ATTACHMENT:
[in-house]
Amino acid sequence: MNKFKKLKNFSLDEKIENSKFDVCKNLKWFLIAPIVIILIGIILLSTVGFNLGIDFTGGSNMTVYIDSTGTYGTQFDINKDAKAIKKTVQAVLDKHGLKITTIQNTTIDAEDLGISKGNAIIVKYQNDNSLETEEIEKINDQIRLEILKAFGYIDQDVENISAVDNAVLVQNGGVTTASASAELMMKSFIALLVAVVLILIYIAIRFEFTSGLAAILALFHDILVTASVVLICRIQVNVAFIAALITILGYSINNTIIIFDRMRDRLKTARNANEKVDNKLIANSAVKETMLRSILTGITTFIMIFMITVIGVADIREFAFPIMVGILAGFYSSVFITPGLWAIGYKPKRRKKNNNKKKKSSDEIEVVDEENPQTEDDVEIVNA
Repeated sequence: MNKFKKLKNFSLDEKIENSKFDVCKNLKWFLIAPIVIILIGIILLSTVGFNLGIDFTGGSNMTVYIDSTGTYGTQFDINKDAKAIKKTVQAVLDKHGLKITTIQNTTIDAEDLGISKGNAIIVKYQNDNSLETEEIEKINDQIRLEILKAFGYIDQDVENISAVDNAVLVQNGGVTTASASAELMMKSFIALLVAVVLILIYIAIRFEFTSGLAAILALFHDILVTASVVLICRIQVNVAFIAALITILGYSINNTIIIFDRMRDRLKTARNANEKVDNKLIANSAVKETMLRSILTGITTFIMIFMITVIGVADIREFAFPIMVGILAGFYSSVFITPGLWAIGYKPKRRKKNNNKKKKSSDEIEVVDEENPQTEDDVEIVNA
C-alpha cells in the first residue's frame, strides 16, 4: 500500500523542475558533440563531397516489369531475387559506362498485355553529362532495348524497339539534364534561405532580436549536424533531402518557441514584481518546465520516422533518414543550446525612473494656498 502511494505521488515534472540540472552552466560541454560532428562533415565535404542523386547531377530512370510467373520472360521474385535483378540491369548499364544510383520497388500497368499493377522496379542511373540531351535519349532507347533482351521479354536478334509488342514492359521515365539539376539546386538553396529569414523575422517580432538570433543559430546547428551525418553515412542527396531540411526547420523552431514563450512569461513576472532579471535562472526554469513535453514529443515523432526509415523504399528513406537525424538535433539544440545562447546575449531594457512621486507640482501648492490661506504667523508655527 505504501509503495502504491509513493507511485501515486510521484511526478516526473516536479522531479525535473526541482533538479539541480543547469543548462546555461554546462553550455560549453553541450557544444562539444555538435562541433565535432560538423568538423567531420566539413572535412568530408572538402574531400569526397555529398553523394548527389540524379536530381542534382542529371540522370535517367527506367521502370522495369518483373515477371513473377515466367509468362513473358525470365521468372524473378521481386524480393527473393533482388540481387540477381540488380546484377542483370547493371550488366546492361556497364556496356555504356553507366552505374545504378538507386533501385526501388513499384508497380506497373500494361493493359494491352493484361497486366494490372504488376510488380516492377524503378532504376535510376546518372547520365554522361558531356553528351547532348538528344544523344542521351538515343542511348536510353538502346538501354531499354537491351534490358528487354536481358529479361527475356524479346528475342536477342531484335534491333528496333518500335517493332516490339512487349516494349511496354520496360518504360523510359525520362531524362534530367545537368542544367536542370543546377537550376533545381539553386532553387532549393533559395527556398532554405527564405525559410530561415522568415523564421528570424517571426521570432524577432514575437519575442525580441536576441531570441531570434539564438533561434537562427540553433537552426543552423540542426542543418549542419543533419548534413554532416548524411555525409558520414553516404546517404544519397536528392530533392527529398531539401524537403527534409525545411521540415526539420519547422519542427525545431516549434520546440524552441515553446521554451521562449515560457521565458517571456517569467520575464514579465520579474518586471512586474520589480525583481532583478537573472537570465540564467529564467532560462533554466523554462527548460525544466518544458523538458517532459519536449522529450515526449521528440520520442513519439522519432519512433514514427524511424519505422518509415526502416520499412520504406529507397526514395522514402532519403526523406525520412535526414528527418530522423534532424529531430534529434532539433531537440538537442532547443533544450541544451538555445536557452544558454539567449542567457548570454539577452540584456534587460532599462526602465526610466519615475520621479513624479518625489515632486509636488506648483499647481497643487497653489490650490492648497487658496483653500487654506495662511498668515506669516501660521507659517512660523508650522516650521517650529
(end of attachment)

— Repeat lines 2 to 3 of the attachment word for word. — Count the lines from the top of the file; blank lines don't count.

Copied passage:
Amino acid sequence: MNKFKKLKNFSLDEKIENSKFDVCKNLKWFLIAPIVIILIGIILLSTVGFNLGIDFTGGSNMTVYIDSTGTYGTQFDINKDAKAIKKTVQAVLDKHGLKITTIQNTTIDAEDLGISKGNAIIVKYQNDNSLETEEIEKINDQIRLEILKAFGYIDQDVENISAVDNAVLVQNGGVTTASASAELMMKSFIALLVAVVLILIYIAIRFEFTSGLAAILALFHDILVTASVVLICRIQVNVAFIAALITILGYSINNTIIIFDRMRDRLKTARNANEKVDNKLIANSAVKETMLRSILTGITTFIMIFMITVIGVADIREFAFPIMVGILAGFYSSVFITPGLWAIGYKPKRRKKNNNKKKKSSDEIEVVDEENPQTEDDVEIVNA
Repeated sequence: MNKFKKLKNFSLDEKIENSKFDVCKNLKWFLIAPIVIILIGIILLSTVGFNLGIDFTGGSNMTVYIDSTGTYGTQFDINKDAKAIKKTVQAVLDKHGLKITTIQNTTIDAEDLGISKGNAIIVKYQNDNSLETEEIEKINDQIRLEILKAFGYIDQDVENISAVDNAVLVQNGGVTTASASAELMMKSFIALLVAVVLILIYIAIRFEFTSGLAAILALFHDILVTASVVLICRIQVNVAFIAALITILGYSINNTIIIFDRMRDRLKTARNANEKVDNKLIANSAVKETMLRSILTGITTFIMIFMITVIGVADIREFAFPIMVGILAGFYSSVFITPGLWAIGYKPKRRKKNNNKKKKSSDEIEVVDEENPQTEDDVEIVNA